We regard this as a terrorist act. Terrorism will not win and we will fight against it decisively. Don't forget Aleppo, don't forget Syria!
This morning, all 47 children trapped in an orphanage in east Aleppo were evacuated to safety, with some in critical condition from injuries and dehydration. The evacuation of these orphans, along with thousands of other children from east Aleppo in the past days is a glimmer of hope amid a grim reality for the children of Syria.
Me and Bana want to tell all the world how much kids and all people in east Aleppo, how much they are suffering from bombs and everything – because there is no life there.
We are going to catch them ... and show them to you.
They were given priority and were the first to be evacuated by bus when the operation resumed.
Nobody else will come from outside.
They are prepared to move on short notice but the problem has always been an issue of access.
The last terrorists in some districts of the eastern part of Aleppo are evacuating their strongholds and Aleppo this evening will be clean.
Of course the Syrian government doesn't want more monitors. If you're doing bad things you don't want monitors around to watch you doing them.
France calls on each side, in particular the regime and its supporters, to be responsible so that this resolution is implemented without delay and a lasting ceasefire is put in place across the country.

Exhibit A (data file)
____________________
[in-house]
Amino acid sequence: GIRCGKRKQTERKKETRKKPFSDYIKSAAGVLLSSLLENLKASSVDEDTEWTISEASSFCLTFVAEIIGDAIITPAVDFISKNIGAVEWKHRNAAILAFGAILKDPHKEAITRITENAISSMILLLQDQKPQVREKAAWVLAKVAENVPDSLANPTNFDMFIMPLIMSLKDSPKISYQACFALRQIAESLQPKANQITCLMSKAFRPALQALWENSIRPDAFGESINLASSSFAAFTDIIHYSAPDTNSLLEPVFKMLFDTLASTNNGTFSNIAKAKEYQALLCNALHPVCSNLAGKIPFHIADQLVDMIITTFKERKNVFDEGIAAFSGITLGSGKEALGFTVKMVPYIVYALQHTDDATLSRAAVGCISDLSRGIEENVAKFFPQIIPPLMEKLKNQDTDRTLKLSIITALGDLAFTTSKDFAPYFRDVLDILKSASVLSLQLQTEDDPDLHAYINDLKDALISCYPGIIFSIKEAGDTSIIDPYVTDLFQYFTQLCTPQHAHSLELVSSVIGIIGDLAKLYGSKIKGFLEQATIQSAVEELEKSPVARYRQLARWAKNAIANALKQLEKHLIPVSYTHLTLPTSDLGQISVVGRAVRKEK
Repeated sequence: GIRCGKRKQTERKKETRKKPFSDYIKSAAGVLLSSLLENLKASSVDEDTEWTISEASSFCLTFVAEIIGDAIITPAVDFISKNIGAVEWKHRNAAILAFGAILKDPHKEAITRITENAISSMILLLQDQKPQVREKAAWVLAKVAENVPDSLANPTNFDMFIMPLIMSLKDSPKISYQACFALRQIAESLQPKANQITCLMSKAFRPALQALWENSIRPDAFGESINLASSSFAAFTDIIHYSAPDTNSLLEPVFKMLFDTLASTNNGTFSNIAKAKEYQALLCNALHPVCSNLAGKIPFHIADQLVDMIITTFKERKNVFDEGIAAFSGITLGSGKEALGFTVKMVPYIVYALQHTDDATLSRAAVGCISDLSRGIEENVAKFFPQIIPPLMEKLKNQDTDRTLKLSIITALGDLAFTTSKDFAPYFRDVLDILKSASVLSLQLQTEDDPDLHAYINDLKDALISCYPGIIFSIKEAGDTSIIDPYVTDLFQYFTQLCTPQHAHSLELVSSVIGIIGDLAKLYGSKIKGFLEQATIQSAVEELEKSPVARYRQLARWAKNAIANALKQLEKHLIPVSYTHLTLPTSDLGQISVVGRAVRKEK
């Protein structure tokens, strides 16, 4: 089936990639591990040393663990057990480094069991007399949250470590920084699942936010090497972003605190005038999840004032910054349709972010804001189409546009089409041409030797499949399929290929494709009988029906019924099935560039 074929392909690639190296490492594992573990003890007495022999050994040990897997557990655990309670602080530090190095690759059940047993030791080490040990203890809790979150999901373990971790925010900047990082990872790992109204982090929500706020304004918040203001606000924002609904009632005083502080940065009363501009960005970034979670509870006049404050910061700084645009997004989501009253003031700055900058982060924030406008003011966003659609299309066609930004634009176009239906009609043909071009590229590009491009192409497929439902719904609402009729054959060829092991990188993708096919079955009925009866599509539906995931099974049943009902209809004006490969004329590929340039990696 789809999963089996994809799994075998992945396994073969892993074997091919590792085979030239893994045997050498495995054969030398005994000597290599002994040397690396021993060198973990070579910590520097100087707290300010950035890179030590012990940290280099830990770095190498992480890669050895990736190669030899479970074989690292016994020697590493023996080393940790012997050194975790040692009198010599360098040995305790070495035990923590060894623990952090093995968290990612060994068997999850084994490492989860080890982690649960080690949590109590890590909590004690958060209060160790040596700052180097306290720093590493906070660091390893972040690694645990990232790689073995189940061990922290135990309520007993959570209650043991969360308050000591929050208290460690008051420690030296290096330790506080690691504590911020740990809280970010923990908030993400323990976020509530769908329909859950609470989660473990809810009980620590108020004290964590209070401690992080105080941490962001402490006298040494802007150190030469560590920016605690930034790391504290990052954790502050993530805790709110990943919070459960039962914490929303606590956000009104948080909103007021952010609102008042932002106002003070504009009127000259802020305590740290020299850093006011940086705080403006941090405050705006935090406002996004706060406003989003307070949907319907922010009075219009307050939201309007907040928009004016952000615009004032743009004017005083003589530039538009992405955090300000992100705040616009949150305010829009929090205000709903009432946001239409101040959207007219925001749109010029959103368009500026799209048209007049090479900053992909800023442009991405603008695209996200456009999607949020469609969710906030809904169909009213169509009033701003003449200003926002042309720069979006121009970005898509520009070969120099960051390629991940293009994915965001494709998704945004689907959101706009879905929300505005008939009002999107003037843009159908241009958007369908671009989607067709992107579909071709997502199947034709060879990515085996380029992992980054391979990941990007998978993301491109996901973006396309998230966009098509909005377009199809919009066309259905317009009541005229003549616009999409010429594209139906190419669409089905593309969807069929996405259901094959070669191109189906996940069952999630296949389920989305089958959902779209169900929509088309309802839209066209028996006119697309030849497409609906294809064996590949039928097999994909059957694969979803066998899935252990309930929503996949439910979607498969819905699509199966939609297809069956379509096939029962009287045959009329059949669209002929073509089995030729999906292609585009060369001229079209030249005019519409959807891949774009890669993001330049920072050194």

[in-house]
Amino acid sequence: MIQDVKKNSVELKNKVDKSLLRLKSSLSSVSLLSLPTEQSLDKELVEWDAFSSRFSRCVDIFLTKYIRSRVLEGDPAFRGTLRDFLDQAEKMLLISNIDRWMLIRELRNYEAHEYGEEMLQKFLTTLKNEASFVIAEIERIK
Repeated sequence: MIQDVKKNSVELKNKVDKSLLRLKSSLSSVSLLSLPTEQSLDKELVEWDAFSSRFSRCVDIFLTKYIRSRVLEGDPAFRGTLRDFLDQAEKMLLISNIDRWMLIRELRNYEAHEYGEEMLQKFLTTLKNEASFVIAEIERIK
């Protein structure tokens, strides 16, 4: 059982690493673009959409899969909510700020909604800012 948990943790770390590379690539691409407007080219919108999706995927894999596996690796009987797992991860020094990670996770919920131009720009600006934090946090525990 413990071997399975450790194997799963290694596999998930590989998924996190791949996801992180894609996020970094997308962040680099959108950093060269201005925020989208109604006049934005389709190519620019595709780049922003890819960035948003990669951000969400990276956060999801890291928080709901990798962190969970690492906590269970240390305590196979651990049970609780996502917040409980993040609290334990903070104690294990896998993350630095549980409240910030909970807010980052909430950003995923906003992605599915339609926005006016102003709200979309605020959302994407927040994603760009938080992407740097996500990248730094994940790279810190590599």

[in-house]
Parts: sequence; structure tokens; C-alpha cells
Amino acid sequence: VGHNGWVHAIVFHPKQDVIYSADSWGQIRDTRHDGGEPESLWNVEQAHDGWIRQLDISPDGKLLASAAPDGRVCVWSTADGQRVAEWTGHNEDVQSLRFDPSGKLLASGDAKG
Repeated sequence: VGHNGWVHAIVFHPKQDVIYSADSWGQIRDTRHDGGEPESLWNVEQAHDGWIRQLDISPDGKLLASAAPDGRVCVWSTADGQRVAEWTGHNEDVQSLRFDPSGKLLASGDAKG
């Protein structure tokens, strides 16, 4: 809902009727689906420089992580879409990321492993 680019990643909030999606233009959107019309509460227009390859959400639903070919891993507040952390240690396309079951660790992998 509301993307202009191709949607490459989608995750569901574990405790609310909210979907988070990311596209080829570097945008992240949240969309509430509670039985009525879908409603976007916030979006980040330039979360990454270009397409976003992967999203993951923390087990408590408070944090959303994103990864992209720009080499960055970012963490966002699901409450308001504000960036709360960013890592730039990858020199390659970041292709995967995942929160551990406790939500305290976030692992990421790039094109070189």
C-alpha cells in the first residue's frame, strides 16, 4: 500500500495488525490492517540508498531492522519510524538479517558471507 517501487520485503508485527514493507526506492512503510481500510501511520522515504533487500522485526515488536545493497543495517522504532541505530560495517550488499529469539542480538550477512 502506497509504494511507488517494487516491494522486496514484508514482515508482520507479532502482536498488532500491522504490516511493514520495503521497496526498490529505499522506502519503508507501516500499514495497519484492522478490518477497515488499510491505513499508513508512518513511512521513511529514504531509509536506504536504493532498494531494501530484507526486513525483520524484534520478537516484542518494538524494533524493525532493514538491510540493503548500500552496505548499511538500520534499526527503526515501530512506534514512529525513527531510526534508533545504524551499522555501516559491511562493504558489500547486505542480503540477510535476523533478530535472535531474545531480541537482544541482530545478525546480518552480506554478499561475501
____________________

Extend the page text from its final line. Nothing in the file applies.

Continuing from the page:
Everyone is waiting (here) until they are evacuated. They just want to escape.
But there could be another thing which could be adopted today by the Security Council which would accomplish the same goals.
We cannot support it, we cannot allow it to pass because it is a disaster.
If it is a sensible initiative and we see it on paper, why not entertain this initiative?
Our team, with the Syrian Arab Red Crescent, is on standby. We hope to resume evacuations as soon as possible.
Government forces are just ahead of me and if anything goes wrong I'll be the first to die.
The global community must put a stop to these atrocities and avert further suffering as well as provide humanitarian assistance to the victims seeking safe haven.
Russia has failed to restrain the sectarian Shi'ite militias in Aleppo to complete the deal and Moscow should abide by its commitments. There are still civilians in Aleppo who need to be evacuated in harsh weather conditions and Russian statements that besieged Aleppo is empty is absolving itself from following up on the agreement.
The carnage in Syria remains a gaping hole in the global conscience. Aleppo is now a synonym for hell. As I told the Security Council ... we have collectively failed the people of Syria. Peace will only prevail when it is accompanied by compassion, justice and accountability for the abominable crimes we have seen.